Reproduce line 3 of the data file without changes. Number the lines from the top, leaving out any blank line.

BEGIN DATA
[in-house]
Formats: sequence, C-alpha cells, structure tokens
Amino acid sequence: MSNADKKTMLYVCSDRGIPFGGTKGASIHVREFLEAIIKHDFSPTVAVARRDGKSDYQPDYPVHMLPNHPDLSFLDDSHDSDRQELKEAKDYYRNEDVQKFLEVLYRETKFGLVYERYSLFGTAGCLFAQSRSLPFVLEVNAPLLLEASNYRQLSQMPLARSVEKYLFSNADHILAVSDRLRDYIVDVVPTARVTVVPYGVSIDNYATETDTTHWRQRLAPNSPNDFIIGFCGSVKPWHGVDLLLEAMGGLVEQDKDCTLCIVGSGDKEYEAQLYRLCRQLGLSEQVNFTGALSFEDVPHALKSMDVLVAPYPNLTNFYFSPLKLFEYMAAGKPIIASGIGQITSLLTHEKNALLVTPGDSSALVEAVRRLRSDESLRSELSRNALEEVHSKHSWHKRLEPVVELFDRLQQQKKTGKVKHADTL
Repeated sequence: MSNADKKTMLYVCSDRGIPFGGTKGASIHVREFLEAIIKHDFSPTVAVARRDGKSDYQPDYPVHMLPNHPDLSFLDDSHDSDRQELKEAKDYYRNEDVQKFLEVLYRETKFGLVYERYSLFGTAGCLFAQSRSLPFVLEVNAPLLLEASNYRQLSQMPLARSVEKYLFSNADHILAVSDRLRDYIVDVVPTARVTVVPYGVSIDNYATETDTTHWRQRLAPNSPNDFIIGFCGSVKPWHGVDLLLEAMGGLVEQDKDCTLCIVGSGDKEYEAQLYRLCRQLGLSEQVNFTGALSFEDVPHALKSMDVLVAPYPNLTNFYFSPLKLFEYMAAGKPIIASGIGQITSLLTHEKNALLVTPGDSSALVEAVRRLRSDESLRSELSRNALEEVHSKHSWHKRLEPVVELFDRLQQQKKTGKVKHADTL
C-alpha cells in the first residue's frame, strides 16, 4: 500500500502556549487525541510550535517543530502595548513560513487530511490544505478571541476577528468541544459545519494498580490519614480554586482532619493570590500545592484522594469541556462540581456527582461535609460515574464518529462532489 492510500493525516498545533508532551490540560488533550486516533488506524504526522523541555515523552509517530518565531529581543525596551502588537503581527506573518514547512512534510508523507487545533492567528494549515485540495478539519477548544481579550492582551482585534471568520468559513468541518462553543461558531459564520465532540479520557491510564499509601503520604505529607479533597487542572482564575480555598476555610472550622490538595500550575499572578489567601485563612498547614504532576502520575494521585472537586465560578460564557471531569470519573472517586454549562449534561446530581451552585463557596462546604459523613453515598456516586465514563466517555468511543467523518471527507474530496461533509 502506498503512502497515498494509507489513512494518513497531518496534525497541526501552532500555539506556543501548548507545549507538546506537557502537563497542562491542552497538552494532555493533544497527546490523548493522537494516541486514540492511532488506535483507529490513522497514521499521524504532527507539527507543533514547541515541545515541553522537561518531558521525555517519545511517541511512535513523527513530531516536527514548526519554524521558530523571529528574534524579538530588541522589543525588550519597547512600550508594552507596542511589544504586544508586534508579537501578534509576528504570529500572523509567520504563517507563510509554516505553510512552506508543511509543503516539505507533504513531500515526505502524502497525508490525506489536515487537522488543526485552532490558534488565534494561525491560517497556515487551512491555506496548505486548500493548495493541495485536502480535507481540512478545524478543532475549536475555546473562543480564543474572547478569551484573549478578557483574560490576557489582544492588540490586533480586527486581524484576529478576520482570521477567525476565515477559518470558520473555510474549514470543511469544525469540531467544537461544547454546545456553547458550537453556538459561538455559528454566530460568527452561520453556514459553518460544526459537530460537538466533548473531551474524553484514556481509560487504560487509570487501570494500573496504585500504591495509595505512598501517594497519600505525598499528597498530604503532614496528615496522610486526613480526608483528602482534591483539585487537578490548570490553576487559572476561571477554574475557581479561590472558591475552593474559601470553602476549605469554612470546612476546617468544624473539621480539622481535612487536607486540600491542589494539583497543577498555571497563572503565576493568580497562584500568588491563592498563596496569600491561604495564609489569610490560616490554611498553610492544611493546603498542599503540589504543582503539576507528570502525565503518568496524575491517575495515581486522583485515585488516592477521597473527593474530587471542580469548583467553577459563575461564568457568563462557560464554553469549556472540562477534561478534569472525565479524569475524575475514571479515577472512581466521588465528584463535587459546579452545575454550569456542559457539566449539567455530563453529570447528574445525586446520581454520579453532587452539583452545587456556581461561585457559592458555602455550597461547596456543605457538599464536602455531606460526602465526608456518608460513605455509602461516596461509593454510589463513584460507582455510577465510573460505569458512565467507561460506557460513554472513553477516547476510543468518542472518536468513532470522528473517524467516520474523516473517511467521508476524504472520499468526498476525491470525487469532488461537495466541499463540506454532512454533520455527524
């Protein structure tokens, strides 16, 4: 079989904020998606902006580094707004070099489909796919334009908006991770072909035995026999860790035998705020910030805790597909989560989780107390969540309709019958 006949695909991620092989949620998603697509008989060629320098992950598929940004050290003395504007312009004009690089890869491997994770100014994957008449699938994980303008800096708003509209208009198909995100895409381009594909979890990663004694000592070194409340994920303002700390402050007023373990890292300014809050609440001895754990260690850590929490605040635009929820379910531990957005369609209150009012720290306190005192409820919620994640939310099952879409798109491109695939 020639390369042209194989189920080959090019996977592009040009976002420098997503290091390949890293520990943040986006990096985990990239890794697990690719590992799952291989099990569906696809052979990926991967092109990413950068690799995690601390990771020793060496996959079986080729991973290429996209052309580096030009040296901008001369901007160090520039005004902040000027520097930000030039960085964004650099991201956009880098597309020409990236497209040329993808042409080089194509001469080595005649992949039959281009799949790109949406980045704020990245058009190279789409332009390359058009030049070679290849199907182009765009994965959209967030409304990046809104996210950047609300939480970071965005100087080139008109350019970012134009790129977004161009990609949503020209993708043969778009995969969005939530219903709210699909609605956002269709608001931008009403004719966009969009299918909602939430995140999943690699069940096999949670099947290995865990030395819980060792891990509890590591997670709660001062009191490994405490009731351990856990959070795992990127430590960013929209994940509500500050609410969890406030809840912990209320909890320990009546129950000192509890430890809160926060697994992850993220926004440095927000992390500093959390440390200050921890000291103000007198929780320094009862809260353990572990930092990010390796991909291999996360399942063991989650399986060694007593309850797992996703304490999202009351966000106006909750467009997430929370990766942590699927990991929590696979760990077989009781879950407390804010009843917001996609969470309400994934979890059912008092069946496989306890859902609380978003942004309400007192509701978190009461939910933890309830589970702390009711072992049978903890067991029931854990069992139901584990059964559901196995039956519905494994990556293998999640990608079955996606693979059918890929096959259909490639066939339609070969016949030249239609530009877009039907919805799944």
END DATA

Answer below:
Amino acid sequence: MSNADKKTMLYVCSDRGIPFGGTKGASIHVREFLEAIIKHDFSPTVAVARRDGKSDYQPDYPVHMLPNHPDLSFLDDSHDSDRQELKEAKDYYRNEDVQKFLEVLYRETKFGLVYERYSLFGTAGCLFAQSRSLPFVLEVNAPLLLEASNYRQLSQMPLARSVEKYLFSNADHILAVSDRLRDYIVDVVPTARVTVVPYGVSIDNYATETDTTHWRQRLAPNSPNDFIIGFCGSVKPWHGVDLLLEAMGGLVEQDKDCTLCIVGSGDKEYEAQLYRLCRQLGLSEQVNFTGALSFEDVPHALKSMDVLVAPYPNLTNFYFSPLKLFEYMAAGKPIIASGIGQITSLLTHEKNALLVTPGDSSALVEAVRRLRSDESLRSELSRNALEEVHSKHSWHKRLEPVVELFDRLQQQKKTGKVKHADTL